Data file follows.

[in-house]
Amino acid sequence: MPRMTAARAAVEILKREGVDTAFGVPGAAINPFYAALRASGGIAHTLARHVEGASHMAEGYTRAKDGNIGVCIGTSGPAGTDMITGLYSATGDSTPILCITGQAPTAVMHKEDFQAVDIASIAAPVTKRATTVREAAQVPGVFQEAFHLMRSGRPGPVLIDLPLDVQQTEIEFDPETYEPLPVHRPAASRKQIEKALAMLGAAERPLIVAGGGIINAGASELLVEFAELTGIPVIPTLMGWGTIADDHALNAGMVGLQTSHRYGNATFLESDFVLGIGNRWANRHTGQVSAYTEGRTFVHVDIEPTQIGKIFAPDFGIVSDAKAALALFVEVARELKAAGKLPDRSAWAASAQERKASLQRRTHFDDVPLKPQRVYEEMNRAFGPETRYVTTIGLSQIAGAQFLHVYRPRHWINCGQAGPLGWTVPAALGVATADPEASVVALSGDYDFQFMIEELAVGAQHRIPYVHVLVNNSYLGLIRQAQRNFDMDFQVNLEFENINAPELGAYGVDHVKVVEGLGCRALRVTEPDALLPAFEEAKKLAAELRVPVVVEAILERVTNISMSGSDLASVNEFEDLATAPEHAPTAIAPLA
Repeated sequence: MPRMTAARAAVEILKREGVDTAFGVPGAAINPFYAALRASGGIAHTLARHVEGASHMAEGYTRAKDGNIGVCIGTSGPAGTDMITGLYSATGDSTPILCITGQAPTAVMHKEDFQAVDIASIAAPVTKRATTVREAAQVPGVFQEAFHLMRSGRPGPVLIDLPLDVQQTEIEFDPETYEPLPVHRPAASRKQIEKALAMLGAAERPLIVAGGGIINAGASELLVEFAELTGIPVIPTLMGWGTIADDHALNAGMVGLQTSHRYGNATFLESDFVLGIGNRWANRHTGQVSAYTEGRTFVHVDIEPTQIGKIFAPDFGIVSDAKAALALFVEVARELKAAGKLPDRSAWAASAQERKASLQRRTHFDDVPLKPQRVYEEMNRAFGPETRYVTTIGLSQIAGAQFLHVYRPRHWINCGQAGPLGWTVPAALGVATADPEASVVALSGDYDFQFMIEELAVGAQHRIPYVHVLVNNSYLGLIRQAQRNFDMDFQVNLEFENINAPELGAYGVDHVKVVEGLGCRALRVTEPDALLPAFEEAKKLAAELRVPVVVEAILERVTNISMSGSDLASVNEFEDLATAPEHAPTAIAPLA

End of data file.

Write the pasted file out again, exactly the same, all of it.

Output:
[in-house]
Amino acid sequence: MPRMTAARAAVEILKREGVDTAFGVPGAAINPFYAALRASGGIAHTLARHVEGASHMAEGYTRAKDGNIGVCIGTSGPAGTDMITGLYSATGDSTPILCITGQAPTAVMHKEDFQAVDIASIAAPVTKRATTVREAAQVPGVFQEAFHLMRSGRPGPVLIDLPLDVQQTEIEFDPETYEPLPVHRPAASRKQIEKALAMLGAAERPLIVAGGGIINAGASELLVEFAELTGIPVIPTLMGWGTIADDHALNAGMVGLQTSHRYGNATFLESDFVLGIGNRWANRHTGQVSAYTEGRTFVHVDIEPTQIGKIFAPDFGIVSDAKAALALFVEVARELKAAGKLPDRSAWAASAQERKASLQRRTHFDDVPLKPQRVYEEMNRAFGPETRYVTTIGLSQIAGAQFLHVYRPRHWINCGQAGPLGWTVPAALGVATADPEASVVALSGDYDFQFMIEELAVGAQHRIPYVHVLVNNSYLGLIRQAQRNFDMDFQVNLEFENINAPELGAYGVDHVKVVEGLGCRALRVTEPDALLPAFEEAKKLAAELRVPVVVEAILERVTNISMSGSDLASVNEFEDLATAPEHAPTAIAPLA
Repeated sequence: MPRMTAARAAVEILKREGVDTAFGVPGAAINPFYAALRASGGIAHTLARHVEGASHMAEGYTRAKDGNIGVCIGTSGPAGTDMITGLYSATGDSTPILCITGQAPTAVMHKEDFQAVDIASIAAPVTKRATTVREAAQVPGVFQEAFHLMRSGRPGPVLIDLPLDVQQTEIEFDPETYEPLPVHRPAASRKQIEKALAMLGAAERPLIVAGGGIINAGASELLVEFAELTGIPVIPTLMGWGTIADDHALNAGMVGLQTSHRYGNATFLESDFVLGIGNRWANRHTGQVSAYTEGRTFVHVDIEPTQIGKIFAPDFGIVSDAKAALALFVEVARELKAAGKLPDRSAWAASAQERKASLQRRTHFDDVPLKPQRVYEEMNRAFGPETRYVTTIGLSQIAGAQFLHVYRPRHWINCGQAGPLGWTVPAALGVATADPEASVVALSGDYDFQFMIEELAVGAQHRIPYVHVLVNNSYLGLIRQAQRNFDMDFQVNLEFENINAPELGAYGVDHVKVVEGLGCRALRVTEPDALLPAFEEAKKLAAELRVPVVVEAILERVTNISMSGSDLASVNEFEDLATAPEHAPTAIAPLA